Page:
Migration of the Fareers family to Ireland
Some of the Fareers family moved to Ireland, but this topic is not covered in this excerpt.
Another 68 words (5 lines of text) about their life in Ireland is included in all our PDF Extended History products and printed products wherever possible.
Migration of the Fareers family
To escape the uncertainty of the political and religious uncertainty found in England, many English families boarded ships at great expense to sail for the colonies held by Britain. The passages were expensive, though, and the boats were unsafe, overcrowded, and ridden with disease. Those who were hardy and lucky enough to make the passage intact were rewarded with land, opportunity, and social environment less prone to religious and political persecution. Many of these families went on to be important contributors to the young nations of Canada and the United States where they settled. Fareerss were some of the first of the immigrants to arrive in North America: Henry Ferrers, who arrived in Jamaica in 1675; John Ferrers, who was naturalized in New York in 1797; George Ferrer, who arrived in Maryland in 1774; Anne Ferrers, who arrived in Philadelphia in 1804.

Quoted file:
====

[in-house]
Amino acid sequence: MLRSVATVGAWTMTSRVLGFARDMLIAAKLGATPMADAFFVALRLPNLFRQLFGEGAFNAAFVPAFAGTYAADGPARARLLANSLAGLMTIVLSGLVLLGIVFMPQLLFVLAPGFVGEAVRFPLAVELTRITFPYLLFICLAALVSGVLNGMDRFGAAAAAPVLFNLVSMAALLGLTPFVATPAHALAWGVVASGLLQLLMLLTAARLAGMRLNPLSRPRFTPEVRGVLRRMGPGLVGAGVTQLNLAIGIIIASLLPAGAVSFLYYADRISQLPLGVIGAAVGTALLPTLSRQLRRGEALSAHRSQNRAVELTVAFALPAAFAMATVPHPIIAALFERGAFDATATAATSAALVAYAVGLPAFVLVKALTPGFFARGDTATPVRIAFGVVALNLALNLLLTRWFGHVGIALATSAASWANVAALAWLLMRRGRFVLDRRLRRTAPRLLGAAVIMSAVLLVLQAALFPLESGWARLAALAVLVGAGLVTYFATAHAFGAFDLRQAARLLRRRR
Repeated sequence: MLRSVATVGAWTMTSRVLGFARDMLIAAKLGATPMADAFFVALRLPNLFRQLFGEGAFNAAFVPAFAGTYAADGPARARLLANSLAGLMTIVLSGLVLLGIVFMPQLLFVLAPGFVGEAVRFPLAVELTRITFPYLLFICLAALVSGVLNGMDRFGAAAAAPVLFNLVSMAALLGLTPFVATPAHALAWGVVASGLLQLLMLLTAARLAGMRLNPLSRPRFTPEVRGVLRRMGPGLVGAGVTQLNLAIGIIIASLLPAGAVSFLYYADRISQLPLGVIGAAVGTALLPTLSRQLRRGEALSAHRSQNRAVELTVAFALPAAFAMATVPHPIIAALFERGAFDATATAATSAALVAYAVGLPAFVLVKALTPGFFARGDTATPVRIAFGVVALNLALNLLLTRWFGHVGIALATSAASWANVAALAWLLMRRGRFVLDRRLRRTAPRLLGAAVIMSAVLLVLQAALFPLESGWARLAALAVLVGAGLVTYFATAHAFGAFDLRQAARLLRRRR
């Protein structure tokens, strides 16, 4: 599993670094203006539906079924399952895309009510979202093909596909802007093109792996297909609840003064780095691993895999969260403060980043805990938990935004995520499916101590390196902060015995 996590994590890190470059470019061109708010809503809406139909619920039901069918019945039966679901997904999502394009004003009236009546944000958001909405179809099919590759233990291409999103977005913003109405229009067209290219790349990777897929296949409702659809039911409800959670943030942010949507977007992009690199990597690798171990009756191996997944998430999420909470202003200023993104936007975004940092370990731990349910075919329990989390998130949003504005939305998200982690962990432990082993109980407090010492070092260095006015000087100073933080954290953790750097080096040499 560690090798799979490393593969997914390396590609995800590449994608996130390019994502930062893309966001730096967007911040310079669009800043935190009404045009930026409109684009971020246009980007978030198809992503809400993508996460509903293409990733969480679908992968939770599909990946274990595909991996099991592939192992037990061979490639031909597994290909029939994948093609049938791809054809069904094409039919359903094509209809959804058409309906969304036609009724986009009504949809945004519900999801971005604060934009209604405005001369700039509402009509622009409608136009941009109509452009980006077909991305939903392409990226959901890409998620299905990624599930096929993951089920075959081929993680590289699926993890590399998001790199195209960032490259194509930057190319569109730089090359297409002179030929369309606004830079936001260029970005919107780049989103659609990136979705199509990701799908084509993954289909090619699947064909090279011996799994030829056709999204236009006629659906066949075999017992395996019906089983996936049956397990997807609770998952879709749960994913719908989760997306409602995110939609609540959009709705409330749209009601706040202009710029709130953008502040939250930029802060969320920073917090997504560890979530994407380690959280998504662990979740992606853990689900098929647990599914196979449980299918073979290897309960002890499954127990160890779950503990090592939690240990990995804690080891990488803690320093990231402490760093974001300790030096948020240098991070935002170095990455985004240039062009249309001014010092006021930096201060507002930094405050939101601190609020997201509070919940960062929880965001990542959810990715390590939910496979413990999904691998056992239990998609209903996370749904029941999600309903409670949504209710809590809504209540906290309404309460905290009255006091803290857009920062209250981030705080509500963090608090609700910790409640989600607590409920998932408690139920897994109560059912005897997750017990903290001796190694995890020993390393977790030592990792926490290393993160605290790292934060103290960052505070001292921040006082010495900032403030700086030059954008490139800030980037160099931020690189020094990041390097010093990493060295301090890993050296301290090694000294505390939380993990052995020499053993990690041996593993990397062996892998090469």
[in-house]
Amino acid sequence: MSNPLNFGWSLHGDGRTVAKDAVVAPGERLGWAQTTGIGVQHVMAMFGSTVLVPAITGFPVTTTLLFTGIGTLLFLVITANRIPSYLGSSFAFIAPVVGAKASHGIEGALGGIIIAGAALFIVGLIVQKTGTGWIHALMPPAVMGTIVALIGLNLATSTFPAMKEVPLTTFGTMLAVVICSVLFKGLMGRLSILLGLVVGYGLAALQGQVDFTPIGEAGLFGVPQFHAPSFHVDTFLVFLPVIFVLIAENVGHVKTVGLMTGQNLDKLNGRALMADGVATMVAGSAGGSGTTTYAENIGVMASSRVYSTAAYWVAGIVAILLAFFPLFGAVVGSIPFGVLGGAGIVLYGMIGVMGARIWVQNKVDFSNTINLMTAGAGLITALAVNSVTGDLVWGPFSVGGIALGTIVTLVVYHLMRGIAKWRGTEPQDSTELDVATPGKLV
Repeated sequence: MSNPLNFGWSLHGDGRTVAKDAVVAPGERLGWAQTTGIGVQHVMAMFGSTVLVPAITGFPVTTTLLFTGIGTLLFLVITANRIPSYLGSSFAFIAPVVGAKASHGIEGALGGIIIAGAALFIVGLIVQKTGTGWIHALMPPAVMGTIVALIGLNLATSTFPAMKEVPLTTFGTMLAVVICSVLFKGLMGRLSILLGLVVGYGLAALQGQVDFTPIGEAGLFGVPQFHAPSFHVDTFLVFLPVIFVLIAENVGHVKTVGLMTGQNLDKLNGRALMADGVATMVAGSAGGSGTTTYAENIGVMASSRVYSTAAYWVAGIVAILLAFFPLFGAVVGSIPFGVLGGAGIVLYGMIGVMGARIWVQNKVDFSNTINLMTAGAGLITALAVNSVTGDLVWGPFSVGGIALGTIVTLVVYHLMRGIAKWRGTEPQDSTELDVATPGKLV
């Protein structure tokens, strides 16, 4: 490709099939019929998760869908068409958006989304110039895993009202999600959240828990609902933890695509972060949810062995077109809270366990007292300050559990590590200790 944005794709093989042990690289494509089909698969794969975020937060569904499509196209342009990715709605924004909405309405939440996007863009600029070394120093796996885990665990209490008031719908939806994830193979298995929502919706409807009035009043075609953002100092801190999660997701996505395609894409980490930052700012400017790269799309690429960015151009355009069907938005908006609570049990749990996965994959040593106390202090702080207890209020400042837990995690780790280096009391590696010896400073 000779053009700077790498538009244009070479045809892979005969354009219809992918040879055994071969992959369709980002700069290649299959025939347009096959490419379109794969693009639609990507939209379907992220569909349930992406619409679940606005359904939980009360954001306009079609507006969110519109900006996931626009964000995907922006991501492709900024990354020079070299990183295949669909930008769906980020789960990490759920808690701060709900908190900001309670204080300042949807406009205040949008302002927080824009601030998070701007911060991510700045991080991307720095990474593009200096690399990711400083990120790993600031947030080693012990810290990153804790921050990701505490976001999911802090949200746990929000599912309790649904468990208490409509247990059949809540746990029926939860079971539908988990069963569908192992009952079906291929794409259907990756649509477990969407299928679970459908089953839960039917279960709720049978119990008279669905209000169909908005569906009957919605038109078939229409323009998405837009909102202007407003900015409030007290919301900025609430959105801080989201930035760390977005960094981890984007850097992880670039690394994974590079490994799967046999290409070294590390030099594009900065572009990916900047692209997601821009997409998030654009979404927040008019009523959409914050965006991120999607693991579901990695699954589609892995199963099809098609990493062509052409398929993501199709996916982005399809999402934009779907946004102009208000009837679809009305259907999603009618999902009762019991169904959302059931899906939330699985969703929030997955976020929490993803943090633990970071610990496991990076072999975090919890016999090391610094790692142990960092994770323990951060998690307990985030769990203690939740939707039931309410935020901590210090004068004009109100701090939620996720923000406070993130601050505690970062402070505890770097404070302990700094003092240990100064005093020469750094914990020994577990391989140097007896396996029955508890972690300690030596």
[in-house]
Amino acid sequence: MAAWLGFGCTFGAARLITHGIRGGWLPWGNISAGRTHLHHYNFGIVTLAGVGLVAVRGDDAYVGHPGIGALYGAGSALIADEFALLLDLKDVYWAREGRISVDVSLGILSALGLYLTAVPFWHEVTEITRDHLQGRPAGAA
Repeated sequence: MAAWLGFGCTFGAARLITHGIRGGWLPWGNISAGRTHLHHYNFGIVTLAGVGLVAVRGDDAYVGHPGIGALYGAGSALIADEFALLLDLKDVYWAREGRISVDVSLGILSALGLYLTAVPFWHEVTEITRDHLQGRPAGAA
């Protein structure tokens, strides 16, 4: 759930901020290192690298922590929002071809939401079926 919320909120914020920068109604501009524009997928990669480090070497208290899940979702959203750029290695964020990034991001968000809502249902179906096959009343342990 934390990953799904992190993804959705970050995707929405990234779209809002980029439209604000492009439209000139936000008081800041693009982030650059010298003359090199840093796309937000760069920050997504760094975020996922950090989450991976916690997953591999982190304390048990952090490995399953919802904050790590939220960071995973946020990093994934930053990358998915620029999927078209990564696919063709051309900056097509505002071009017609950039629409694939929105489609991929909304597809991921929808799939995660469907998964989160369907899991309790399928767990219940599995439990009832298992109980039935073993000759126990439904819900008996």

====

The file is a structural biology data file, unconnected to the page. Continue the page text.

Related Stories +
The Fareers Motto +
The motto was originally a war cry or slogan. Mottoes first began to be shown with arms in the 14th and 15th centuries, but were not in general use until the 17th century. Thus the oldest coats of arms generally do not include a motto. Mottoes seldom form part of the grant of arms: Under most heraldic authorities, a motto is an optional component of the coat of arms, and can be added to or changed at will; many families have chosen not to display a motto.
Motto: Splendio tritus
Motto Translation: I shine though worn.
- ^ Lowe, Mark Anthony, Patronymica Britannica, A Dictionary of Family Names of the United Kingdom. London: John Russel Smith, 1860. Print.
- ^ Lewis, Samuel, A Topographical Dictionary of England. Institute of Historical Research, 1848, Print.
- ^ Burke, John Bernard, The Roll of Battle Abbey. London: Edward Churton, 26, Holles Street, 1848, Print.
- ^ Shirley, Evelyn Philip, The Noble and Gentle Men of England; The Arms and Descents. Westminster: John Bower Nichols and Sons, 1866, Print.